Go to the ‘High Notes’ page on this site and you will find there a link to a recording of Greg singing the iconic aria ‘la Habanera’ from the opera ‘Carmen’, but very much with his own unique twist.  Also on the ‘High Notes’  page Greg reveals what some of his all time favourite pieces of classical music are.


A warm welcome to all fans’ of Greg Pritchard…….

La Pucelle

The composer of La Pucelle is York based Rose Miranda Hall who has just completed her MA at York University.

The one act opera was set in the courtroom of Joan’s trial and concerned itself with the final stages of the legal proceedings immediately before her guilty verdict and execution.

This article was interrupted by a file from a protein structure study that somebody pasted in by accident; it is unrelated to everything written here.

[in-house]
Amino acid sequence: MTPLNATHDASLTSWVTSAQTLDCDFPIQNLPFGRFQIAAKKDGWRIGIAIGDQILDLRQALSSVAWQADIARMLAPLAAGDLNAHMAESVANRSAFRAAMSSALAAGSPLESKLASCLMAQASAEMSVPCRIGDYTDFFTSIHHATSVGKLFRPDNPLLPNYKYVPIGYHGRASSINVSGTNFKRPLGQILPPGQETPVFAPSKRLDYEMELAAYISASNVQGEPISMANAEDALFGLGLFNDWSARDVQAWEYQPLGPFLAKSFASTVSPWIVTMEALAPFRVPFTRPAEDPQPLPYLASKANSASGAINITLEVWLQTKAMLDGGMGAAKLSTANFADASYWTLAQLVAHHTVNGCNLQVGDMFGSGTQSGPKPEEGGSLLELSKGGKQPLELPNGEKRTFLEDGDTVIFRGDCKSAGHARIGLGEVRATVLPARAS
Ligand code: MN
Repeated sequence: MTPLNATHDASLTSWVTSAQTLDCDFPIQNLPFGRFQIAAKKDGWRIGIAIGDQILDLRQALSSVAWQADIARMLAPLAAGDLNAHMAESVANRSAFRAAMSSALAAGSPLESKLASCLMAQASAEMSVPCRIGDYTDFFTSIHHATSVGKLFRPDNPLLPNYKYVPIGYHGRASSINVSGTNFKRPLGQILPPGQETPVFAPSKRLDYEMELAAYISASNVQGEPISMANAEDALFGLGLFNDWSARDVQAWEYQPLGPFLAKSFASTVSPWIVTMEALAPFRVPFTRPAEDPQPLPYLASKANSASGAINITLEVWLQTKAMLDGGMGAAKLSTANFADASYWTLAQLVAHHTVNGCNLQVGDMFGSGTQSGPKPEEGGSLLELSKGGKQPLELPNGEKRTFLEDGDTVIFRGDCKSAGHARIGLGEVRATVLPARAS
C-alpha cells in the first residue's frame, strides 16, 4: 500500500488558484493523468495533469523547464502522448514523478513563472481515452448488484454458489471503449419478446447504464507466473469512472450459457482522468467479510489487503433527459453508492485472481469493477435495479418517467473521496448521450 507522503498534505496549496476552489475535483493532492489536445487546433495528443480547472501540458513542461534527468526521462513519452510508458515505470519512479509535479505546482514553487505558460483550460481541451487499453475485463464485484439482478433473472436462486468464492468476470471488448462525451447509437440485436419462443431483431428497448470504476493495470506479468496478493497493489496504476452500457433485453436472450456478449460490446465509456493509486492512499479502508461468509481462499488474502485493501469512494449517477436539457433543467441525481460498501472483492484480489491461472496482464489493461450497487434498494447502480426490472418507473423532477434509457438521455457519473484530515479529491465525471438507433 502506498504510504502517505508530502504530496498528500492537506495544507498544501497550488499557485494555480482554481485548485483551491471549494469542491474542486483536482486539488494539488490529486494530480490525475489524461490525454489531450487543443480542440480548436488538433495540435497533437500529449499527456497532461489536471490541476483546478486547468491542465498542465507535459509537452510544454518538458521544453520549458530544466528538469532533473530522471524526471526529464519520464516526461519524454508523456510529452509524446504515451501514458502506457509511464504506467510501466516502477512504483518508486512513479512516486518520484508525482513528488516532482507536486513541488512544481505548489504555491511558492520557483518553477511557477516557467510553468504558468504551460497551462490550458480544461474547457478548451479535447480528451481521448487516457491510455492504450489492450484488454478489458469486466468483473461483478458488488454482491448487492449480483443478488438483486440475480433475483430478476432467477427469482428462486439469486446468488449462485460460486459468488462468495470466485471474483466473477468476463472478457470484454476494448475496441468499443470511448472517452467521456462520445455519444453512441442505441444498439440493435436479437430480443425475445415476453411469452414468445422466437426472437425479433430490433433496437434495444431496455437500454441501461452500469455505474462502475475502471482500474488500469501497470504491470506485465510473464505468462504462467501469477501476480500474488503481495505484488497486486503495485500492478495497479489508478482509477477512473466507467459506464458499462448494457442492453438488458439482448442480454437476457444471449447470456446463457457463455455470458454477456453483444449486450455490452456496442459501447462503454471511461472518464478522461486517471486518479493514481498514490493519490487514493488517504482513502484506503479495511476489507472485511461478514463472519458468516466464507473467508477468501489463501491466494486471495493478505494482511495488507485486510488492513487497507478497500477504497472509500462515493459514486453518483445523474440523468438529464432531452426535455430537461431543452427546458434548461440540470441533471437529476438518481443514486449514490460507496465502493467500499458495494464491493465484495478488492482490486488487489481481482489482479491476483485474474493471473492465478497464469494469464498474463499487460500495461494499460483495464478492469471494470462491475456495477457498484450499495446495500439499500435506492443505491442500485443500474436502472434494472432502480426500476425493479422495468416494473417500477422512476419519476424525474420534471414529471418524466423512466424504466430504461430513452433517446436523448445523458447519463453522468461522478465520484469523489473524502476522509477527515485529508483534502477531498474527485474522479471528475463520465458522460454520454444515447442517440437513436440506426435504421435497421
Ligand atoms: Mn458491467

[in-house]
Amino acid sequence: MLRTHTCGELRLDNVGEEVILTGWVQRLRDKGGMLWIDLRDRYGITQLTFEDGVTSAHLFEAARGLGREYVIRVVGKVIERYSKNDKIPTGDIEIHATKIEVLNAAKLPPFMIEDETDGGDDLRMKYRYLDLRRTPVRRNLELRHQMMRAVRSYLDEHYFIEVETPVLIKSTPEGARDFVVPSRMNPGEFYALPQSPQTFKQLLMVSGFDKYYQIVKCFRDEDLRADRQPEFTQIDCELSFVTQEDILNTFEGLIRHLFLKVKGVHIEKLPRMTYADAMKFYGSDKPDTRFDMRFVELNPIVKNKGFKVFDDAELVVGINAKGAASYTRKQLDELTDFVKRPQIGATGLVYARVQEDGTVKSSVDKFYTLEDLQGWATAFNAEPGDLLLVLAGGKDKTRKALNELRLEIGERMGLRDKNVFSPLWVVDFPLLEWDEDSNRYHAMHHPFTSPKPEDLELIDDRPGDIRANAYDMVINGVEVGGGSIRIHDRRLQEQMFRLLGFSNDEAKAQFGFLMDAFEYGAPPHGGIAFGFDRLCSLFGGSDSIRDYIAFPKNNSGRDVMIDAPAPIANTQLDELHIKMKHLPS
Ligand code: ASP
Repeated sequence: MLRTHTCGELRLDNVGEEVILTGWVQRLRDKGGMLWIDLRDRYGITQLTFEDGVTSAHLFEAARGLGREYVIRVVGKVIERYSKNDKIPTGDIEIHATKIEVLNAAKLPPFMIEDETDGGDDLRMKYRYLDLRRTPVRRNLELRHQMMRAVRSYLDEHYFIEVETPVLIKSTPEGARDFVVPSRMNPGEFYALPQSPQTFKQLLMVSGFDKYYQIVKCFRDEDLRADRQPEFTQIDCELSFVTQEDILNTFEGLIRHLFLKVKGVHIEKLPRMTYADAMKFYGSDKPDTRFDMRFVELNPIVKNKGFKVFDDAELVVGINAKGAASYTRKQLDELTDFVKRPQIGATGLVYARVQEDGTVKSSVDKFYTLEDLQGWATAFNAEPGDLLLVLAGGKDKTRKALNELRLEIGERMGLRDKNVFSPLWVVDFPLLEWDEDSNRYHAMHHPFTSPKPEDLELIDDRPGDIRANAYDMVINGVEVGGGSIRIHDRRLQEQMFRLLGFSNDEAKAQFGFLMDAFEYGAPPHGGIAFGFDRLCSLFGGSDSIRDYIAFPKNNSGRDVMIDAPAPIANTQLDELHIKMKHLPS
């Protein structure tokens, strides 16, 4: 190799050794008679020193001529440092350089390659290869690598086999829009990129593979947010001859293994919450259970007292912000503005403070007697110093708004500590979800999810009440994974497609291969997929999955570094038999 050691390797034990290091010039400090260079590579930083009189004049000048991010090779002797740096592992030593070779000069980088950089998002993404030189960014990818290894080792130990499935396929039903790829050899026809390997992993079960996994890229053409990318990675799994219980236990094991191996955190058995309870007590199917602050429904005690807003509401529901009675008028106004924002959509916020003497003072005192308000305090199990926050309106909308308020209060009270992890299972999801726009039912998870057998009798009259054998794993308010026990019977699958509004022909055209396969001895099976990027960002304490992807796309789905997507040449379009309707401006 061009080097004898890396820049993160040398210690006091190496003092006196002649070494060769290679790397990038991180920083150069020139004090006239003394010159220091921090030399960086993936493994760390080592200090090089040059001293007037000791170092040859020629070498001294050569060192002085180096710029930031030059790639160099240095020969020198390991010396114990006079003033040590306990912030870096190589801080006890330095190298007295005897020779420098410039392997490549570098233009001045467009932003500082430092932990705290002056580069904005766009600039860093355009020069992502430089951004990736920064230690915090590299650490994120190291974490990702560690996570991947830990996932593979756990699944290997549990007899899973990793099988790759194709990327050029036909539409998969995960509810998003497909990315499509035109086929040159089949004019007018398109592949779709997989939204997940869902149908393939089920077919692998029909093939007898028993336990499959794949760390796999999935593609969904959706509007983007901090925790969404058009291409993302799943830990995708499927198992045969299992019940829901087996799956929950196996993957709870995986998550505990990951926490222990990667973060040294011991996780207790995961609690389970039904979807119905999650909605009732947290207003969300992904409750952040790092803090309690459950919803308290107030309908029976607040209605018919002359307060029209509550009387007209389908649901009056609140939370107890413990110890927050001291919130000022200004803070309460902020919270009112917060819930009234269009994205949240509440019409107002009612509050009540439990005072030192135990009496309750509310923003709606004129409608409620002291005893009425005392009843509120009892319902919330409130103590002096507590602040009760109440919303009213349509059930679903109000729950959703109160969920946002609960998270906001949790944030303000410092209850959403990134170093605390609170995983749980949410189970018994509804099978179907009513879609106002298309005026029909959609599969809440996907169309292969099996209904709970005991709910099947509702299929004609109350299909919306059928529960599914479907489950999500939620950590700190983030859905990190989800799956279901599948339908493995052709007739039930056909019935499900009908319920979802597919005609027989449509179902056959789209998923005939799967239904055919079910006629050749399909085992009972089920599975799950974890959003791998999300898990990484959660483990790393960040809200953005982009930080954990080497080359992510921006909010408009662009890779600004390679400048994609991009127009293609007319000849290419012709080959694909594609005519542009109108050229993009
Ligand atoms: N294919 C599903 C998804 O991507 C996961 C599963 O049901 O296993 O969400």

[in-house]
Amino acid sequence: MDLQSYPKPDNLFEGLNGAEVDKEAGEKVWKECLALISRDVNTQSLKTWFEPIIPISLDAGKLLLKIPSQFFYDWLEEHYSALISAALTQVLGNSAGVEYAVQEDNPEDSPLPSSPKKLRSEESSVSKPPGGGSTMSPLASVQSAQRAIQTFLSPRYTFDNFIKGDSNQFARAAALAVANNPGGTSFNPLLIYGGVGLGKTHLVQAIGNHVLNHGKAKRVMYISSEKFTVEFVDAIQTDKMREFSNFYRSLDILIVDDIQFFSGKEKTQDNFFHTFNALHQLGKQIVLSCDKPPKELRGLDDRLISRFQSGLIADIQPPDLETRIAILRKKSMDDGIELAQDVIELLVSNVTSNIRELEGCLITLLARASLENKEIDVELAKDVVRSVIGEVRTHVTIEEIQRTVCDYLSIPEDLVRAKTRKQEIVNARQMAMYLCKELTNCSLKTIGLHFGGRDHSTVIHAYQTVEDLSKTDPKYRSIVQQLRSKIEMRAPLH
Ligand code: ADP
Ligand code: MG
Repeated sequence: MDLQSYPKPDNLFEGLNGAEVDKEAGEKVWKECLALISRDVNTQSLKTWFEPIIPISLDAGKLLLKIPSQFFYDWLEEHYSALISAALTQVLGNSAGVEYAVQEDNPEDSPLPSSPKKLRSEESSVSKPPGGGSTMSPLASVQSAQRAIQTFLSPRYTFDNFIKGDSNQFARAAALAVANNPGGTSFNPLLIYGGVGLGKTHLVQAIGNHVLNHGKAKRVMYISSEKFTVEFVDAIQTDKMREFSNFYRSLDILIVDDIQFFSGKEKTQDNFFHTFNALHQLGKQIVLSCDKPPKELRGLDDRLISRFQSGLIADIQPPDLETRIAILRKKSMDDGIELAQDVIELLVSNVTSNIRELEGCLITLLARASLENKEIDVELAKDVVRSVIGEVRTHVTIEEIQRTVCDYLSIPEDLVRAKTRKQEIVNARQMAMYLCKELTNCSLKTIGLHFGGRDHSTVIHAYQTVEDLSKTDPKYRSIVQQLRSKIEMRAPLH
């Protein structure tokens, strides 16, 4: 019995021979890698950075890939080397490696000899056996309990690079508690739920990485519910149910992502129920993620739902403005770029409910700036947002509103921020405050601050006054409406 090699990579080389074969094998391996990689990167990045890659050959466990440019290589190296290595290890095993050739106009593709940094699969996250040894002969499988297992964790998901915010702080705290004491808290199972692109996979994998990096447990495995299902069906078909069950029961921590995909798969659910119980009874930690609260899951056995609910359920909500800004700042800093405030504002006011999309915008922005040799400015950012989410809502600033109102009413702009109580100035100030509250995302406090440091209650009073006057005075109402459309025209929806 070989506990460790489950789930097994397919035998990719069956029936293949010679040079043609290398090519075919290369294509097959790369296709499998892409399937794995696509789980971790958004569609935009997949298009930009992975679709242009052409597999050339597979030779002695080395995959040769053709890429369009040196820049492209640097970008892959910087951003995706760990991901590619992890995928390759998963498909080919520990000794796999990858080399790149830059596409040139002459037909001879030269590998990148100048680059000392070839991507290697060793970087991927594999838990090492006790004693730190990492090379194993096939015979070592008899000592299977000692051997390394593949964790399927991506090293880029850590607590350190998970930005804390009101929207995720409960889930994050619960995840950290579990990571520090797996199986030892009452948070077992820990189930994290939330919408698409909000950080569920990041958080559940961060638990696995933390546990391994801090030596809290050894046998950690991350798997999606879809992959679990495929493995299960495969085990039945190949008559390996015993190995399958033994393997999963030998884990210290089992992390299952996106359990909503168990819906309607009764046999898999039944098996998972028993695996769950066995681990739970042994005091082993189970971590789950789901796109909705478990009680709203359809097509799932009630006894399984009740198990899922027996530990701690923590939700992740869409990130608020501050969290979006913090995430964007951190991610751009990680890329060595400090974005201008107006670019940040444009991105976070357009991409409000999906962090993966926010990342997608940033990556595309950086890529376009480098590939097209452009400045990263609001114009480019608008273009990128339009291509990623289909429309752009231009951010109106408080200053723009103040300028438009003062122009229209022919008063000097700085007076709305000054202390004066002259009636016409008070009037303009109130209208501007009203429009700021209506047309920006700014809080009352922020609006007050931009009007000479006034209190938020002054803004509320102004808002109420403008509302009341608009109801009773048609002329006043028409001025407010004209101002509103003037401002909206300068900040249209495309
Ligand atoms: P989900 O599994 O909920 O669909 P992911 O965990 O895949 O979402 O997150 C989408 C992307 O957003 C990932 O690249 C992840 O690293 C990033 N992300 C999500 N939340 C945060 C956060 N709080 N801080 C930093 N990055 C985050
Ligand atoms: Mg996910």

The trial, the most extensively recorded legal case in Mediaeval Europe, had over two hundred witnesses called to give evidence. Drawing on various sources the composer condensed the multitude of accusers of Joan into the three characters of the Inquisitor, Bishop Cauchon and the Earl of Warwick, the role sung by Greg.  Three performers sang the voices of Joan to reflect the multifaceted aspects of her personality. The other three voices who sang represented the three saints whose voices Joan claimed to have heard ‘speaking’ to her.

History does place the Earl of Warwick both at Joan’s trial and execution. His role at the trial was very much to ensure that this troublesome 19 year old was executed, not then a sympathetic character to portray.